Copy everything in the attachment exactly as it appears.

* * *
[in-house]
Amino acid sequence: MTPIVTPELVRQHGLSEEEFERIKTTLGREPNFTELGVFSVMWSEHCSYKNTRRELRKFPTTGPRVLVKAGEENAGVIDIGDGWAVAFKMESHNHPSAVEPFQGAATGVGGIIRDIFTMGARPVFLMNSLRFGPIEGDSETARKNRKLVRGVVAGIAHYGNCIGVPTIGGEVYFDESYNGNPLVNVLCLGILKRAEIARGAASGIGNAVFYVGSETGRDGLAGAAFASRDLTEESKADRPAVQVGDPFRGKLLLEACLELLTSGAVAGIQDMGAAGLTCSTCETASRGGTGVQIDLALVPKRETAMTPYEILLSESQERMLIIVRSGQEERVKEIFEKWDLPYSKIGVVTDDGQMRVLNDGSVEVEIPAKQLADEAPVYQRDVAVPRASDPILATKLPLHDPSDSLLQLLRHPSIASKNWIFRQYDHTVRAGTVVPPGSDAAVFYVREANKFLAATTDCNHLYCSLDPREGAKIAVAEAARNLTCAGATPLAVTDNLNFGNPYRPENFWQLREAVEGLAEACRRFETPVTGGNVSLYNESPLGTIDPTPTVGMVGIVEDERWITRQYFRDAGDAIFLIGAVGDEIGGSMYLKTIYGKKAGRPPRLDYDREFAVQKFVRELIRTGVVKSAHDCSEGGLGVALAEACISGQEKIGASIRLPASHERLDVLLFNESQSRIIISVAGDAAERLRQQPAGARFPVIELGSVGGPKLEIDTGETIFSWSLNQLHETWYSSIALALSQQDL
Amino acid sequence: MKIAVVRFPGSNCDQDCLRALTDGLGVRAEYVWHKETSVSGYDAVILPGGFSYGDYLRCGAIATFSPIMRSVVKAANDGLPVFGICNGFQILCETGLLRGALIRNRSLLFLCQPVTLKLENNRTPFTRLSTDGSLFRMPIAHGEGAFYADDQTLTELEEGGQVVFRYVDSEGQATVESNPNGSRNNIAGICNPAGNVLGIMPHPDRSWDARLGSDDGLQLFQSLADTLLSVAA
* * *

[in-house]
Amino acid sequence: MTPIVTPELVRQHGLSEEEFERIKTTLGREPNFTELGVFSVMWSEHCSYKNTRRELRKFPTTGPRVLVKAGEENAGVIDIGDGWAVAFKMESHNHPSAVEPFQGAATGVGGIIRDIFTMGARPVFLMNSLRFGPIEGDSETARKNRKLVRGVVAGIAHYGNCIGVPTIGGEVYFDESYNGNPLVNVLCLGILKRAEIARGAASGIGNAVFYVGSETGRDGLAGAAFASRDLTEESKADRPAVQVGDPFRGKLLLEACLELLTSGAVAGIQDMGAAGLTCSTCETASRGGTGVQIDLALVPKRETAMTPYEILLSESQERMLIIVRSGQEERVKEIFEKWDLPYSKIGVVTDDGQMRVLNDGSVEVEIPAKQLADEAPVYQRDVAVPRASDPILATKLPLHDPSDSLLQLLRHPSIASKNWIFRQYDHTVRAGTVVPPGSDAAVFYVREANKFLAATTDCNHLYCSLDPREGAKIAVAEAARNLTCAGATPLAVTDNLNFGNPYRPENFWQLREAVEGLAEACRRFETPVTGGNVSLYNESPLGTIDPTPTVGMVGIVEDERWITRQYFRDAGDAIFLIGAVGDEIGGSMYLKTIYGKKAGRPPRLDYDREFAVQKFVRELIRTGVVKSAHDCSEGGLGVALAEACISGQEKIGASIRLPASHERLDVLLFNESQSRIIISVAGDAAERLRQQPAGARFPVIELGSVGGPKLEIDTGETIFSWSLNQLHETWYSSIALALSQQDL
Amino acid sequence: MKIAVVRFPGSNCDQDCLRALTDGLGVRAEYVWHKETSVSGYDAVILPGGFSYGDYLRCGAIATFSPIMRSVVKAANDGLPVFGICNGFQILCETGLLRGALIRNRSLLFLCQPVTLKLENNRTPFTRLSTDGSLFRMPIAHGEGAFYADDQTLTELEEGGQVVFRYVDSEGQATVESNPNGSRNNIAGICNPAGNVLGIMPHPDRSWDARLGSDDGLQLFQSLADTLLSVAA